(Edit: Admittedly with the modern Australian diet, you're incredibly unlikely to be getting too little salt unintentionally. But if you actively intend to cut it out of your diet, you can definitely do so to harmful degrees.)

      Last edited 21/10/13 8:27 pm

        Yep good call. I happen to actually have quite low sodium readings in my blood tests and am one of the people who doesn't have to worry about consuming salty foods.

        That's certainly not the case for Australian's on aggregate though.

        This is the problem with public health dietary recommendations. They represent what most people should do because the audience is most people. It doesn't necessarily represent what is the optimum diet (and shouldn't because interventions are required). It can confuse the issue sometimes though because things like sodium and saturated fat can be perceived as inherently bad when in fact they are actually essential (in the right amounts) for numerous physiological processes.

    It's a pity about Greek Yoghurt's noxious acid whey byproduct. I hope they find something useful to do with it on a large scale soon. Arla Foods seem to be doing good things....

      I know personally of several research groups in Australian universities working with Dairy producers to solve this issue.

    The saltiest pizza I've ever had was an authentic Italian pizza in Rome, with whole anchovy fillets. It was so salty my wife and I literally couldn't eat it.

    Maybe Bender was cooking
    http://www.youtube.com/watch?v=AefYphvkOts

    It's to mask the taste of old ingredients

    What you should do instead is find a good local woodfired gourmet pizza place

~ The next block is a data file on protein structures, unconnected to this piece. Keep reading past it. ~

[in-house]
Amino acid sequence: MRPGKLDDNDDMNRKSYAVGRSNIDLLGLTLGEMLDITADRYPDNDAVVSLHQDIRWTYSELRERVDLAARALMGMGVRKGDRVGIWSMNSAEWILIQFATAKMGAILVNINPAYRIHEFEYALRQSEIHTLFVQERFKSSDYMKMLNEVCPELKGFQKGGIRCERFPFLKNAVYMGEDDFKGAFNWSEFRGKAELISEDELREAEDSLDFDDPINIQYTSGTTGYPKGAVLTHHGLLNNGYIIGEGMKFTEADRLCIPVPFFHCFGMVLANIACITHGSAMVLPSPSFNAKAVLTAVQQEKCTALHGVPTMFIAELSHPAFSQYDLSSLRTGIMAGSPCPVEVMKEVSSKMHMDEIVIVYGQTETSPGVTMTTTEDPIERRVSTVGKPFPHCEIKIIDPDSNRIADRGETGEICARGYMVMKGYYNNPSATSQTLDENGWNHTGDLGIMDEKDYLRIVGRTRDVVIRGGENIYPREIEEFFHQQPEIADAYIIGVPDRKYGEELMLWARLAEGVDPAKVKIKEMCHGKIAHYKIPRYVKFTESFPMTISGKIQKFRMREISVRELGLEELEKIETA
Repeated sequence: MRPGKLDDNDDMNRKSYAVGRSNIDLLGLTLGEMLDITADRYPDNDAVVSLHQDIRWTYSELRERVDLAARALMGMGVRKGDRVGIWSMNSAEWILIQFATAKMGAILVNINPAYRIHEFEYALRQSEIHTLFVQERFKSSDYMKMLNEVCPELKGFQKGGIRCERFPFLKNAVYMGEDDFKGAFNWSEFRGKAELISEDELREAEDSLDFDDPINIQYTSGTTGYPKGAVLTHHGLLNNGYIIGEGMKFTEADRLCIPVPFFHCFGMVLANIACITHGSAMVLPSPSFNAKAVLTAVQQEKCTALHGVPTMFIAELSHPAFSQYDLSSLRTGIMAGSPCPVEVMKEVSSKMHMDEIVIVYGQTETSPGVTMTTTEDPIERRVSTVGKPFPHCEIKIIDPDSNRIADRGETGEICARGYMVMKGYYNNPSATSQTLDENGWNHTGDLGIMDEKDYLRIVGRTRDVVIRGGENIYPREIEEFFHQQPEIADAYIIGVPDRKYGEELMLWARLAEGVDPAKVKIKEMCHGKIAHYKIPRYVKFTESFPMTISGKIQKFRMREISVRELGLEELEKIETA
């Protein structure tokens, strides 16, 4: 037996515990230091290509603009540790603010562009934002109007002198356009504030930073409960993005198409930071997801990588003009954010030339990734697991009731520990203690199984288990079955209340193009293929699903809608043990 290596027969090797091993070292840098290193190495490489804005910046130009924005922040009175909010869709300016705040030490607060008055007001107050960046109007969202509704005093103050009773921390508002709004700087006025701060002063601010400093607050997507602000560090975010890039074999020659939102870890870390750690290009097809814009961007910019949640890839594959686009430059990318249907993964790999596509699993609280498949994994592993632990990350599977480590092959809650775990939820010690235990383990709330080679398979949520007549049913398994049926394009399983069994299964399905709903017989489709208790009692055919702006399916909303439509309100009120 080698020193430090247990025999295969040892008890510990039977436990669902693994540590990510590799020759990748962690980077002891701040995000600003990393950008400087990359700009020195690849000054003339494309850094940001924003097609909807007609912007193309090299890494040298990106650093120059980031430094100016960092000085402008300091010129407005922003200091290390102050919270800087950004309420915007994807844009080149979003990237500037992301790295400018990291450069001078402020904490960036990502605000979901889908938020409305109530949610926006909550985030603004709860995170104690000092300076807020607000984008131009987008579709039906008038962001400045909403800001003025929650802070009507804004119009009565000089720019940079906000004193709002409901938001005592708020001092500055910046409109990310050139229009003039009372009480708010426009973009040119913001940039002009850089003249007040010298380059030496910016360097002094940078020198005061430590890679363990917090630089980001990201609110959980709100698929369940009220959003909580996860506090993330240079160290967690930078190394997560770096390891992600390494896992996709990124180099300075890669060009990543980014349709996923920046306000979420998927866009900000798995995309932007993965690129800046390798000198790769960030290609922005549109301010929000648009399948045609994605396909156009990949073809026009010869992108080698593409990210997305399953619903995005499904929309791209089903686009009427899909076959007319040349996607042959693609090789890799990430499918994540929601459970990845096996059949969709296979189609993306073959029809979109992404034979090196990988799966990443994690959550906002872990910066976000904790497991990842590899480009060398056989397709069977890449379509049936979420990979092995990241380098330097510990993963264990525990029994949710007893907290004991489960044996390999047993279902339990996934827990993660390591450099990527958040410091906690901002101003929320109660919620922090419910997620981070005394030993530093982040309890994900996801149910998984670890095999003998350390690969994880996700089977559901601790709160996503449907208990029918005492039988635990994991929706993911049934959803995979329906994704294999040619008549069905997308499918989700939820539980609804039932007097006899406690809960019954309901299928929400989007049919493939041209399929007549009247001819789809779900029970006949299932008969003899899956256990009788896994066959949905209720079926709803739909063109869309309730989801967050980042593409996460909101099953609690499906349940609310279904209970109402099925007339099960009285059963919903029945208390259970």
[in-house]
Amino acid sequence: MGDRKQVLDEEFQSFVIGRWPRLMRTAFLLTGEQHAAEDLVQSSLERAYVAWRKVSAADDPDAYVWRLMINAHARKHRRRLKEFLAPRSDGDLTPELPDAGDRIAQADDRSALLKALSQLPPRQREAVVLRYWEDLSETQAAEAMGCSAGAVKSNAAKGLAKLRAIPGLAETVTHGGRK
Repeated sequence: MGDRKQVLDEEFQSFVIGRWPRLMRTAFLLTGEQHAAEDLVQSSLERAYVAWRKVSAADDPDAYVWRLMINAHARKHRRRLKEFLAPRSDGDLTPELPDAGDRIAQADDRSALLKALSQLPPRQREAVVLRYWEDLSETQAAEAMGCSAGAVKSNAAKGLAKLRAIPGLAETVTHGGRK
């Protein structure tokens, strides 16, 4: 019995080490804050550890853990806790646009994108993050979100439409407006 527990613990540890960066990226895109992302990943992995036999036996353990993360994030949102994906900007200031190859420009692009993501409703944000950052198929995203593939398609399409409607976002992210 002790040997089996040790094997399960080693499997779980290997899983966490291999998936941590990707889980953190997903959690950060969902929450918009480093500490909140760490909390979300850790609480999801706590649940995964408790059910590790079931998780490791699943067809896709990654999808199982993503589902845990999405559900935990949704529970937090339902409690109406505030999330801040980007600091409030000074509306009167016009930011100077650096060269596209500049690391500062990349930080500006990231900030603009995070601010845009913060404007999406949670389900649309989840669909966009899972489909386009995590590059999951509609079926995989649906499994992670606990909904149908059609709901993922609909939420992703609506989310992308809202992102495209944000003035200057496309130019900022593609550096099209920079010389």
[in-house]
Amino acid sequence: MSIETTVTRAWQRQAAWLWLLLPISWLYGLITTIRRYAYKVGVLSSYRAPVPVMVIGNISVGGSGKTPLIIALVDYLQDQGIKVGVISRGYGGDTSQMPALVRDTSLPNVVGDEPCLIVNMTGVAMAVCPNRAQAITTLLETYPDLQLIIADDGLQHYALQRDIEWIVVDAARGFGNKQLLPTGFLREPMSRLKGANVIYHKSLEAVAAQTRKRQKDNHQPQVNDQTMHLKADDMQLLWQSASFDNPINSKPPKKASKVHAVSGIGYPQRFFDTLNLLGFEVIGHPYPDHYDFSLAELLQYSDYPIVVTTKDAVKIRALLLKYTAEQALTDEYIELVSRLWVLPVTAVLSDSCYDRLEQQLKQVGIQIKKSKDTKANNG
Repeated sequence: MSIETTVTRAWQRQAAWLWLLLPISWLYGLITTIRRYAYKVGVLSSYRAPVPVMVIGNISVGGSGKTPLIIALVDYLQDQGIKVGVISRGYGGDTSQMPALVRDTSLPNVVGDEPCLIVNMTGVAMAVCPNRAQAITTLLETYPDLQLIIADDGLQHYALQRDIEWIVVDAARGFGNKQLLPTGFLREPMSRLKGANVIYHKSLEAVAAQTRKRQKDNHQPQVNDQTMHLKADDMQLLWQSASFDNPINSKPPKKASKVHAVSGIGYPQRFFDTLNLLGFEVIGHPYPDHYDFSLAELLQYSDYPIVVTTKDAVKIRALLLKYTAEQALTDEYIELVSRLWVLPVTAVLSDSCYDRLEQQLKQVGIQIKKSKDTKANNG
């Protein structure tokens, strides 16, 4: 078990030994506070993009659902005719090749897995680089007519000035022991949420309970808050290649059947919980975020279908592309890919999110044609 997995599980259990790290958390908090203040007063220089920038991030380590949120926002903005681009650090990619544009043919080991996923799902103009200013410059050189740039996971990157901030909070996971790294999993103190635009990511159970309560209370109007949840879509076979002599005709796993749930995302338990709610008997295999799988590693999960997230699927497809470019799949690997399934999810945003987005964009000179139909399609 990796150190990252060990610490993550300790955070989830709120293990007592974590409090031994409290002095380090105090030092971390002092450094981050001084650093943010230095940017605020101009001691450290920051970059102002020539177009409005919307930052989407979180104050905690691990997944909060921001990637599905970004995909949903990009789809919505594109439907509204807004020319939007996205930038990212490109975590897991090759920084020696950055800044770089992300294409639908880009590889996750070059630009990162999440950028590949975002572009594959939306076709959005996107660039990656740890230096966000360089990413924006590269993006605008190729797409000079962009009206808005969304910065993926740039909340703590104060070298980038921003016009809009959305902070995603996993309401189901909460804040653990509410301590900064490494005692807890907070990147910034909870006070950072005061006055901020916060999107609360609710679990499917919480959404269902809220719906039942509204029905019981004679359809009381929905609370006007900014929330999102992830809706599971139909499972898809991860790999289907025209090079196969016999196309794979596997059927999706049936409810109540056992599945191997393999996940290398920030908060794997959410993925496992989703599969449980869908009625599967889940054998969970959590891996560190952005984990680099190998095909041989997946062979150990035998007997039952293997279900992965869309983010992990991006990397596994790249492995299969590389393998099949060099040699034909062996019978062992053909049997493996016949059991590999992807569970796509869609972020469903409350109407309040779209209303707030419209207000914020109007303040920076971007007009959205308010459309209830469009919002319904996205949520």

You'll never ever eat at Pizza Hutt or Dominos again, and you'll be supporting your local community

      So glad I have one across the road from me :D

      Okay, I have to ask... Did you call it "Pizza Hutt" on purpose? Or was that just an awesomely appropriate typo? :D

        Isn't that how it's spelt?
        I don't eat pizza hutt

          Awww, I was hoping for the awesomely appropriate typo. But no, they spell it 'Hut' with a single 't'. http://www.pizzahut.com.au/

    You actually want the government to regulate the nutritional composition of your $4.95 pizza?

      Technically they already do, to an extent. But yeah, it's a bit much to go after salt as well, especially since it's cooked-in, not an additive. :)

    Has anyone tried to cut out salt of any kind for 2 days and then try eating anything from the fast food joints? Good experiment. Try it. If I eat a pizza from take away place, it has to be last resort.

    The thing with salt and pre-made food products is the market tends to reject the product when a high level of salt is removed - 20% +
    I know major brands are reducing salt levels in products such as pizza, but they are doing it in incremental stages- 5% per year for example.
    I know campbells were reducing salt in pre canned soup in a similar fashion, but when they hit 15% reduction the market rejected it (dramatic sales drop), so they threw it all back in.
    I think over the coming years you should expect salt levels to decrease, its just a matter of weening the marketplace off it.